Effective noon on Wednesday (June 30) campfires will be prohibited across the province. This includes category 2 and category 3 open fires.
This prohibition will remain in effect until noon on Oct. 15 or until the order is rescinded.
The ban comes after a provincial weather forecast calling for record-breaking high temperatures throughout B.C. this week following a spring of lower-than-average precipitation in the southern half of the province. These conditions are expected to persist in the coming weeks.
The B.C. government says it recognizes camping is a long-standing tradition in this province and that people also enjoy having campfires, so it takes any decision to implement a campfire ban very seriously.
The BC Wildfire Service (BSWS) says it takes these extreme heat conditions seriously. Additional precautions are being undertaken throughout the province, including fire warden patrols, fixed-wing aircraft patrols and an active enforcement presence.
BCWS says wildfire prevention is a shared responsibility and human-caused wildfires are completely preventable and divert critical resources away from lightning-caused fires.
BCWS is constantly monitoring current and forecast conditions and maintaining preparedness.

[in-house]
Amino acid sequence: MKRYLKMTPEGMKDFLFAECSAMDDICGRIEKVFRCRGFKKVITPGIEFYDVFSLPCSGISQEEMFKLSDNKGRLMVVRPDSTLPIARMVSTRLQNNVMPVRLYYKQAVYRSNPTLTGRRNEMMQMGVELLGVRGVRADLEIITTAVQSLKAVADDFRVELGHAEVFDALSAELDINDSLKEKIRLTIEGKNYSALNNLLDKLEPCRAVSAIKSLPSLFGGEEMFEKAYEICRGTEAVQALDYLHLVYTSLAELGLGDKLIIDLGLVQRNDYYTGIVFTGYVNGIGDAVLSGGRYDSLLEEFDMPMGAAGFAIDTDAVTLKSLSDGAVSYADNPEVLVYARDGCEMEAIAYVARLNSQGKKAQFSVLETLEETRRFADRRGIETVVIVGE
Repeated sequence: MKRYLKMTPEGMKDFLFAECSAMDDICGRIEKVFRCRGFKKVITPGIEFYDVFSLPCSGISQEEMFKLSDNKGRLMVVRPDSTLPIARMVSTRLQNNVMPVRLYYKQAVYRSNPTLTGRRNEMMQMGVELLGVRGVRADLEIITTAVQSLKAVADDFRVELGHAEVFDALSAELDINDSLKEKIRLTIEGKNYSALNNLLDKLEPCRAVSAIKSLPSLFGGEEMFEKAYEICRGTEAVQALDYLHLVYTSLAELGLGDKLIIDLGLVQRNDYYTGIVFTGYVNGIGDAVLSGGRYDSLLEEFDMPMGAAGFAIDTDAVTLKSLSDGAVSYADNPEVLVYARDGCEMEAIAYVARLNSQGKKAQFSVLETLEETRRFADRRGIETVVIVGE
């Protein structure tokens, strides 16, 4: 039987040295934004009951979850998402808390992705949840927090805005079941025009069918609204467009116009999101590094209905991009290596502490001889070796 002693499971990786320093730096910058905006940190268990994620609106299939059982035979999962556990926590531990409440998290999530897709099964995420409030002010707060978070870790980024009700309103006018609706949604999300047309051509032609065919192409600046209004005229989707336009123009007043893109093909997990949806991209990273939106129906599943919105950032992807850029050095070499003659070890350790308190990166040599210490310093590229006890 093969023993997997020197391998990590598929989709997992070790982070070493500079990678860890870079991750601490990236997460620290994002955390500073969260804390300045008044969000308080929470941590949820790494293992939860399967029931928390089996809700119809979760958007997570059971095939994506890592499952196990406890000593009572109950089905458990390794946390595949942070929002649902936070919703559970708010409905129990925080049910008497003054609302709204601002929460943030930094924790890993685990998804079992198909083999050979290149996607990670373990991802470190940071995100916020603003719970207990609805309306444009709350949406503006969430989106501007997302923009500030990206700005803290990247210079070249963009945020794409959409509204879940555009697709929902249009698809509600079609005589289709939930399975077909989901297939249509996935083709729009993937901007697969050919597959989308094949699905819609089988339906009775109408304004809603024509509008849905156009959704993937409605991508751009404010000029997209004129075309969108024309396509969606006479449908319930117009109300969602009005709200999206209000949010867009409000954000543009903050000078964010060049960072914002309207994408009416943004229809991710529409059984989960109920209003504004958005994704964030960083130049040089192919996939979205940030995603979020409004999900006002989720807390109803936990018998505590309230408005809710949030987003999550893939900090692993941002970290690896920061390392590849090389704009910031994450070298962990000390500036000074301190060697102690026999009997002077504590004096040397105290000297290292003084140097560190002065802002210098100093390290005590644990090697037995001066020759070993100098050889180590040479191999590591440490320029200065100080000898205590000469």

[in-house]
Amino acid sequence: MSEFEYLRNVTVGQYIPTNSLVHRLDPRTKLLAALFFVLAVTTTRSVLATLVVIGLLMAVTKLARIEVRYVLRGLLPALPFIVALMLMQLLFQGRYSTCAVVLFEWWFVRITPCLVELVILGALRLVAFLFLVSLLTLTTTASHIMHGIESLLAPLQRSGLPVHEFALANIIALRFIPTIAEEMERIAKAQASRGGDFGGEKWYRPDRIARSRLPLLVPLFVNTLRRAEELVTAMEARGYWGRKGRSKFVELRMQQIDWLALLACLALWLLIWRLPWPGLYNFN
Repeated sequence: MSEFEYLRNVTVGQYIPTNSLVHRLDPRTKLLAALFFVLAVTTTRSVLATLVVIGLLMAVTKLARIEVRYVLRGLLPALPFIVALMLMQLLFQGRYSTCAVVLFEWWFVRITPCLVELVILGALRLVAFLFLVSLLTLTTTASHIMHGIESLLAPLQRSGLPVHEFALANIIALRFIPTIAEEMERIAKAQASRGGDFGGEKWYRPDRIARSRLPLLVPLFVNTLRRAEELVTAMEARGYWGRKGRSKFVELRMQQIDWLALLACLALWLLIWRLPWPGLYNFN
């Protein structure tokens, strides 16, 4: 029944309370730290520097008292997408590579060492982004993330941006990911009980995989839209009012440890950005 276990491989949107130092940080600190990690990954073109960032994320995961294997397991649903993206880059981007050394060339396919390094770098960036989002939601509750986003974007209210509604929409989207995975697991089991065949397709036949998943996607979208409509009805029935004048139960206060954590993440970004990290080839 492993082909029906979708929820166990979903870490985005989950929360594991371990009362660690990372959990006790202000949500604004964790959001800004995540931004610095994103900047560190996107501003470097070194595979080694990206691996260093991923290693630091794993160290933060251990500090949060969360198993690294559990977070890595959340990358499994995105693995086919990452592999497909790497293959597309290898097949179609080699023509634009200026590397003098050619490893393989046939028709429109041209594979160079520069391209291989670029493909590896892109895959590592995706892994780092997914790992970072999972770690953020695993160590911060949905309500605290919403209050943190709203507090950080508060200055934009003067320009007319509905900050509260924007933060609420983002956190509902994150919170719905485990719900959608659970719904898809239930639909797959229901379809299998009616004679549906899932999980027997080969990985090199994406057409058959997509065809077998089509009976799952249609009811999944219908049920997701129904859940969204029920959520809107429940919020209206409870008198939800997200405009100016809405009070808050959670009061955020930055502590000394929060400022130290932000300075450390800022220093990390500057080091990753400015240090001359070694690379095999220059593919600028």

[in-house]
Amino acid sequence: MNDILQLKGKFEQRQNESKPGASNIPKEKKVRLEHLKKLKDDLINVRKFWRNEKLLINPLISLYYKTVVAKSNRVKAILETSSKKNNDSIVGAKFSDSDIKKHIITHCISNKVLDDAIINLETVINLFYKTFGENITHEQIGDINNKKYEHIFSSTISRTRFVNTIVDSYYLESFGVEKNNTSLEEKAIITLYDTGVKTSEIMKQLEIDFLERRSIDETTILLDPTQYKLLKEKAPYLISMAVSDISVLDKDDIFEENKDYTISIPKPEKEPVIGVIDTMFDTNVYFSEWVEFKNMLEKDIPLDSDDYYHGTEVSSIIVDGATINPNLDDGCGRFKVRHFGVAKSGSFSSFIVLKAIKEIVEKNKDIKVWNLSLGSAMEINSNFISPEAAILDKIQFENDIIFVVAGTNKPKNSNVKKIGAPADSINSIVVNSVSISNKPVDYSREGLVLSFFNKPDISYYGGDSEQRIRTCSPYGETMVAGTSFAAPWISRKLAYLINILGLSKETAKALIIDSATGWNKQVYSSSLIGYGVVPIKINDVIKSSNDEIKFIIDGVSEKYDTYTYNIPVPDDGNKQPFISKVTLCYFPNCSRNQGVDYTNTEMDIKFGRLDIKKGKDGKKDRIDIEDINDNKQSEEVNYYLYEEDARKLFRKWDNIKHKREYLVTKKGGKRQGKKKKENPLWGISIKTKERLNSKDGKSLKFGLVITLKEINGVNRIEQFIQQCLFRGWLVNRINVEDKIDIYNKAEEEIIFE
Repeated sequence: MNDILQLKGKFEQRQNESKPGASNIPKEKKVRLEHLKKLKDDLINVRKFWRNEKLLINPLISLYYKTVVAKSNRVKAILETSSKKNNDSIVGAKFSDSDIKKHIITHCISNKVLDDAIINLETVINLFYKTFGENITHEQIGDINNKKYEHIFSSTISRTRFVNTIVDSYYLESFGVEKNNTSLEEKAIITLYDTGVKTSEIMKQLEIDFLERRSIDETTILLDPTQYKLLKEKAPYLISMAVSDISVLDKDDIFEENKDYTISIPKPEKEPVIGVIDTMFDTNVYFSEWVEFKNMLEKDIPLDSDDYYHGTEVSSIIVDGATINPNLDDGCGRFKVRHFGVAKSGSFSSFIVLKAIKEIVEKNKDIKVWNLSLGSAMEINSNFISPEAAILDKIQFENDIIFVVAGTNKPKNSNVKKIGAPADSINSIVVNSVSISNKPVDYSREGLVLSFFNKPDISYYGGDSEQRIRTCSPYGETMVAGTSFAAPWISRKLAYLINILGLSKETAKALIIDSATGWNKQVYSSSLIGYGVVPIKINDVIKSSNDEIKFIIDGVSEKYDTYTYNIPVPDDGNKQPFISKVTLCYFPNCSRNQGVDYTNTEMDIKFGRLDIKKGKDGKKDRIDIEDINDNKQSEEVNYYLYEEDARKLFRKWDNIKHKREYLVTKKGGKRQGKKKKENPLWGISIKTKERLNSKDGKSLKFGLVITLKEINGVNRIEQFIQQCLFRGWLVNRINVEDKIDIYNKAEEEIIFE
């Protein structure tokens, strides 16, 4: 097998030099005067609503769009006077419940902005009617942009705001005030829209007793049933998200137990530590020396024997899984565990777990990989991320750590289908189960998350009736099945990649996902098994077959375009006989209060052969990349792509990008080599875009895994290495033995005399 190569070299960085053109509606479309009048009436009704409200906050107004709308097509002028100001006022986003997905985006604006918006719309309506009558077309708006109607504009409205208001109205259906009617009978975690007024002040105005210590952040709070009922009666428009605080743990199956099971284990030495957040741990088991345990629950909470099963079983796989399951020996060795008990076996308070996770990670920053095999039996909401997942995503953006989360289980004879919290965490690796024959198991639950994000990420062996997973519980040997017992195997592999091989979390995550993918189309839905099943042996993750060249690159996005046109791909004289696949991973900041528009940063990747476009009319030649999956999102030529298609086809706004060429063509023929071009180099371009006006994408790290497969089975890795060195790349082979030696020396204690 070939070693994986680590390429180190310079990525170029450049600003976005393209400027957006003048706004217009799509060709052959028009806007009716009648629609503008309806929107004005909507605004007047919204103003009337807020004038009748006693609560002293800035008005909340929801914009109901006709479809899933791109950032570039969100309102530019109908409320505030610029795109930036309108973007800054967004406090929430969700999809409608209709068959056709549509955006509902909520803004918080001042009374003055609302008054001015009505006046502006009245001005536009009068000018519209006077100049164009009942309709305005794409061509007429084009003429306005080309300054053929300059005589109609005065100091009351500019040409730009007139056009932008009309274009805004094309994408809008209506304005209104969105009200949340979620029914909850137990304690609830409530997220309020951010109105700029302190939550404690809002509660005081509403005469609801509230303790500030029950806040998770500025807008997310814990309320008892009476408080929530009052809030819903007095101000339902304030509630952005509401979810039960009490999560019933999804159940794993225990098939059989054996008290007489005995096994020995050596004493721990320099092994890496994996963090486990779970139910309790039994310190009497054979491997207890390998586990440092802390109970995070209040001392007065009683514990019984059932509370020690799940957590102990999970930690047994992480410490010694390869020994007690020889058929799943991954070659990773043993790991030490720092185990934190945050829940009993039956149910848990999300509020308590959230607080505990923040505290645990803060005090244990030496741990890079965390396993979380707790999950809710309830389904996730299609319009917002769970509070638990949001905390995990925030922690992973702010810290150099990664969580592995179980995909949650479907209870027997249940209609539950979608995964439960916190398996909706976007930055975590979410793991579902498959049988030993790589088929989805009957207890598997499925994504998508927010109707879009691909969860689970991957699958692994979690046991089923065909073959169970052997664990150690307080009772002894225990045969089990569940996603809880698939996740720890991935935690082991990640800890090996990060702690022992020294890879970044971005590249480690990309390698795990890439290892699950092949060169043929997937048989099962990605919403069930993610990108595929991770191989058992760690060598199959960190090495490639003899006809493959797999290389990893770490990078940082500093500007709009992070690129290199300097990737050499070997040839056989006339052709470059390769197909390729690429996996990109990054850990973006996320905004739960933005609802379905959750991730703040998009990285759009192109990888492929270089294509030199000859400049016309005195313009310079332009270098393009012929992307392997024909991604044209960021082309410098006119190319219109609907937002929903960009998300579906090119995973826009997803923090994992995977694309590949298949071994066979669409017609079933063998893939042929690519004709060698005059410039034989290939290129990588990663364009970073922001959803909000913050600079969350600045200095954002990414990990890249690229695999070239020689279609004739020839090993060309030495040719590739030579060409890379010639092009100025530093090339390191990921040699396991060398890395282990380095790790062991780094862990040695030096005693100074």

A campfire is defined as any fire smaller than 0.5 metres high by 0.5 metres wide.
In addition to campfires, Category 2, and Category 3 open fires, the following activities are also prohibited:
- The use of fireworks
- The use of sky lanterns
- The use of burn barrels or burn cages of any size or description
- The use of binary exploding targets
- The use of tiki and similar kinds of torches
- The use of chimineas
- The use of outdoor stoves or other portable campfire apparatus without a Canadian Standards Association (CSA) or Underwriter Laboratories of Canada (ULC) rating
- The use of air curtain burners in Cariboo, Coastal, Northwest, Prince George and Southeast fire centres
Anyone found in contravention of an open burning prohibition may be issued a violation ticket for $1,150, may be required to pay an administrative penalty of up to $10,000 or, if convicted in court, may be fined up to $100,000 and/or sentenced to one year in jail. If the contravention causes or contributes to a wildfire, the person responsible may be ordered to pay all firefighting and associated costs.